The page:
‘Spot the Scammer’ – Part 2

Post by Det/Sgt. Dave Kozicki, Fraud/Economic Crimes Unit


When you aren’t sure about a ‘deal’ you’ve been offered, use the tried and tested game show method and ask a friend. It could be a family member, friend or co-worker. Pick someone who isn’t tied up in the excitement of the deal. They will often have a fresh and untainted view of the situation and can quickly notice the ‘spell’ you are under. They haven’t been subjected to the talents of the fraud artist and can see things more clearly than you. Once you get that sober and subjective advice from your friend not to do it, simply don’t do it. Think about what it will feel like when your friend smugly reminds you that they ‘told you so.’

A common tactic for the online sale of a car purports that the seller is overseas and simply wants to ‘get rid’ of their car. Here is a real example; a half-ton truck is online, loaded with options, has low kilometers, is only two years old and the asking price is far below market value. The seller tells you they bought the vehicle in the U.S, moved to Europe and found the truck can’t be licensed because of local crash or emission standards.  They just want to end their headaches by selling the truck quickly. Unfortunately, they can’t be contacted directly because they are employed in military intelligence.

The themes are; a good deal, a quick sale and secrecy. It is a great truck and if you don’t buy it [right now!], someone else will. You are feeling pressure. What will protect you is that feeling of pressure; as long as you learn to associate that feeling with the idea that something might be wrong.

Another scam involves the cashing of cheques. You will be asked to cash a cheque and then send someone a portion of the cheque’s total. Usually the money you are tasked to send involves a money transfer service. After you do it the cheque bounces, the money you sent can’t be recovered and you owe the bank for the entire amount. This scam is dressed up with a phony job offer or the purchase of something you are selling on-line. The whole thing is convoluted and far from the ordinary (and I bet they ‘purchased’ what you were selling at full price). When it became ‘convoluted’ and ‘out of the ordinary’, you should have walked away.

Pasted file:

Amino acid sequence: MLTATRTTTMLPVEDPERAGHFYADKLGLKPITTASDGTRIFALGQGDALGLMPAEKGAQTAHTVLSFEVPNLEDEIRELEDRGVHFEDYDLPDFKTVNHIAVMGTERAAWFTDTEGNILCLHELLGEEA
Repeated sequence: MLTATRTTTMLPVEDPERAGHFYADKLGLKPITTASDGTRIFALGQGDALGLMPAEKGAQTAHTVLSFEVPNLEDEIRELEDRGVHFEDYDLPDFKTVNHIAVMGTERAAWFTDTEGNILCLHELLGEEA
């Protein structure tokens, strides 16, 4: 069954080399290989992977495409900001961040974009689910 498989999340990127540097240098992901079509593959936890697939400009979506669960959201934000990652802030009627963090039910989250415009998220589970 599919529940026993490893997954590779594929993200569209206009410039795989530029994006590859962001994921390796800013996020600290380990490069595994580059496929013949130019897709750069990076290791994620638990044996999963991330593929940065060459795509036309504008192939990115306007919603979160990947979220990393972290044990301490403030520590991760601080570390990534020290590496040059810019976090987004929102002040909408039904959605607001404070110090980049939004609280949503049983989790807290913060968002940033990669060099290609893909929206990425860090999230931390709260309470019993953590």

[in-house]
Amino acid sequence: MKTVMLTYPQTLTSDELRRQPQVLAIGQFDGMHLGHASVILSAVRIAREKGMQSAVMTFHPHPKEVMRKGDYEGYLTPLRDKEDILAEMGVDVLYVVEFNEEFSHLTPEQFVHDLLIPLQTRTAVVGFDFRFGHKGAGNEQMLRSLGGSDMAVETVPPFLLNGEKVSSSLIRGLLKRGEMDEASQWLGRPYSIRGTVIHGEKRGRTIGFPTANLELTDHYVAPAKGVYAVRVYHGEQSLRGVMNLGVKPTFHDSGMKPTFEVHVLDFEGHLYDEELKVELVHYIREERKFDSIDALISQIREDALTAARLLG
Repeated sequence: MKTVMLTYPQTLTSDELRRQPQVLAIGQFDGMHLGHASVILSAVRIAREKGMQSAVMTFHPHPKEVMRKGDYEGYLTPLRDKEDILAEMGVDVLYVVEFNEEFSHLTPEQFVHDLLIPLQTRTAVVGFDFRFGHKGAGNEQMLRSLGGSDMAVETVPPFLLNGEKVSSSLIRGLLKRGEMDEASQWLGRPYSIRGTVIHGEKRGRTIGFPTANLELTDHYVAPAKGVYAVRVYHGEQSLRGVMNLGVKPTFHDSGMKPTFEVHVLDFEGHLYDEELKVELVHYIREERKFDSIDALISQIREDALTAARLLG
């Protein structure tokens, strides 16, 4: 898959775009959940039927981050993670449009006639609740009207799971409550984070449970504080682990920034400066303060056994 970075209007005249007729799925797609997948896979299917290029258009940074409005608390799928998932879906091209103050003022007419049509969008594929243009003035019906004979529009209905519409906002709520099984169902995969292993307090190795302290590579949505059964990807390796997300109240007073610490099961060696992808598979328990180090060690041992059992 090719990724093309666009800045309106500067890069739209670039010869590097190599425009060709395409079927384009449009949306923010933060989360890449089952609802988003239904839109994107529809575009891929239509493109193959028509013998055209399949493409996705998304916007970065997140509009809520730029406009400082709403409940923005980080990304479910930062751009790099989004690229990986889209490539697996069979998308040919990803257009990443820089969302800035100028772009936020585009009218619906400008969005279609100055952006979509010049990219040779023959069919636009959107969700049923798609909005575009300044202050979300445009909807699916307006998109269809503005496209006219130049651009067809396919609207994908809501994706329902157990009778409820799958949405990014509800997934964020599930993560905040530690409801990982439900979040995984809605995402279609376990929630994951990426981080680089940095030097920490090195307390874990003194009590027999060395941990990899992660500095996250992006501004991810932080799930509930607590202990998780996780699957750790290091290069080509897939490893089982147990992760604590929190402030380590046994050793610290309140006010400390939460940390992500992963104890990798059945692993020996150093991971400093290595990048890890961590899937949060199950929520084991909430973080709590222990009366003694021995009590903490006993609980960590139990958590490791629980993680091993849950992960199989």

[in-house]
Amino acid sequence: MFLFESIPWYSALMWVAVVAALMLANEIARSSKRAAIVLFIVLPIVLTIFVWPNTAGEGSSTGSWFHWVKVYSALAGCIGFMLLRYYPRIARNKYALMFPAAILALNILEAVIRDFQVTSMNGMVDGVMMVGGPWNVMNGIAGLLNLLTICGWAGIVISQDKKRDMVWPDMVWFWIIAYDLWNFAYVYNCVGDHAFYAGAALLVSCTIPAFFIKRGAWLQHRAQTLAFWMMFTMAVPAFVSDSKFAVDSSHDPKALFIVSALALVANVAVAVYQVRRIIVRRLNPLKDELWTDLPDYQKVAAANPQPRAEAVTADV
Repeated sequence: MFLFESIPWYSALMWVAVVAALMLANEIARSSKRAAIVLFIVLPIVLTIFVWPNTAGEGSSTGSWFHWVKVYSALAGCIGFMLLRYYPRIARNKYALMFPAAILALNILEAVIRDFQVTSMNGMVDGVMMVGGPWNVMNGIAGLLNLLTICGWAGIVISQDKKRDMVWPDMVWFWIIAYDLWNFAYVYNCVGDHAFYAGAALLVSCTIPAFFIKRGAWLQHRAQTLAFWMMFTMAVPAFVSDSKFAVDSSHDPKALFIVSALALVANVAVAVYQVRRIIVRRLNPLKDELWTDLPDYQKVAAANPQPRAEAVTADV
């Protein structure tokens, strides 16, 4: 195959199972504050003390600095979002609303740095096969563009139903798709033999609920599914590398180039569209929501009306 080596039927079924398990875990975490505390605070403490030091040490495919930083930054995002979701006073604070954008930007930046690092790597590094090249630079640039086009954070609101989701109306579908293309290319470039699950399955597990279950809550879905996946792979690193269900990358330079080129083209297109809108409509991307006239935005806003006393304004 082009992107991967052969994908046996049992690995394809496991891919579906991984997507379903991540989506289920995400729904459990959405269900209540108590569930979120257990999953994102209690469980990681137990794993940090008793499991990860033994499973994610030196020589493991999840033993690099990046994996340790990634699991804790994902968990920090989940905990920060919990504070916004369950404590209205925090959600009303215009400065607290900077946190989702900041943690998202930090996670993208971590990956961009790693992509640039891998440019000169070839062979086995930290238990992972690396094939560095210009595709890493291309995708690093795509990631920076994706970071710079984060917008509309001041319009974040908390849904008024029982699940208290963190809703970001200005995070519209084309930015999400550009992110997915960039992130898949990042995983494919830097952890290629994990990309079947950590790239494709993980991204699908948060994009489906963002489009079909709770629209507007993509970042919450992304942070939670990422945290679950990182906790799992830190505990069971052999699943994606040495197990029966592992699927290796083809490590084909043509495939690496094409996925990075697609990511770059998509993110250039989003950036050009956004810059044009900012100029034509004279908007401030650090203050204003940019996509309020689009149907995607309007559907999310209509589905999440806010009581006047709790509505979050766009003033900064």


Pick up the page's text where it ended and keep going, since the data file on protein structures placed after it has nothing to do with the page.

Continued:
Online auction and classified sites, money transfer services, insurance and other government websites have plenty of advice that you can easily access. Protect yourself by doing some research. It’s better than losing your money because chances are once that money is gone, it’s gone forever. The advice that isn’t always in these websites is to trust your instinct, take your time and talk to someone. Fraud is a growing crime because of the advances in communication technologies and ease with which someone outside your local and national law enforcement agencies can avoid repercussions. What we are all left with is the responsibility and necessity to protect ourselves;